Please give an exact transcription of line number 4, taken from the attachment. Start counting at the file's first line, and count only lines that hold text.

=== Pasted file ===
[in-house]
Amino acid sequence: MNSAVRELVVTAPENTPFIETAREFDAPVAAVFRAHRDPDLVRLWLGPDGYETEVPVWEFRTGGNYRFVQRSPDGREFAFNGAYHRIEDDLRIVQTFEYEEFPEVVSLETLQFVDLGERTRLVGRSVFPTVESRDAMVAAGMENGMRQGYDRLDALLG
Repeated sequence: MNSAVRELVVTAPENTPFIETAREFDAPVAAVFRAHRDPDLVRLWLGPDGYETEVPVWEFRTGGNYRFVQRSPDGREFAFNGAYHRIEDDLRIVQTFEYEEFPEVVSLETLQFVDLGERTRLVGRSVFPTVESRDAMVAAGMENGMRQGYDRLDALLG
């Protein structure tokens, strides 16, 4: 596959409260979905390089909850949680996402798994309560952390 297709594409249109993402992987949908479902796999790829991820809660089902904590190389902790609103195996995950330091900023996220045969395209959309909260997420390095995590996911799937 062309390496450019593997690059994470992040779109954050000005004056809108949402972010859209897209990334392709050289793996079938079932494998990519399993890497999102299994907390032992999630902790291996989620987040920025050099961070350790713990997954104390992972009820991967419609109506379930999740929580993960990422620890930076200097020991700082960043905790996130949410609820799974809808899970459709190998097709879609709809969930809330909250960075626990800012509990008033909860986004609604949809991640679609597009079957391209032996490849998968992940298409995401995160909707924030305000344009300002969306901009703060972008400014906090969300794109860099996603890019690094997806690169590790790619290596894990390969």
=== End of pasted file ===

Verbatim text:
């Protein structure tokens, strides 16, 4: 596959409260979905390089909850949680996402798994309560952390 297709594409249109993402992987949908479902796999790829991820809660089902904590190389902790609103195996995950330091900023996220045969395209959309909260997420390095995590996911799937 062309390496450019593997690059994470992040779109954050000005004056809108949402972010859209897209990334392709050289793996079938079932494998990519399993890497999102299994907390032992999630902790291996989620987040920025050099961070350790713990997954104390992972009820991967419609109506379930999740929580993960990422620890930076200097020991700082960043905790996130949410609820799974809808899970459709190998097709879609709809969930809330909250960075626990800012509990008033909860986004609604949809991640679609597009079957391209032996490849998968992940298409995401995160909707924030305000344009300002969306901009703060972008400014906090969300794109860099996603890019690094997806690169590790790619290596894990390969």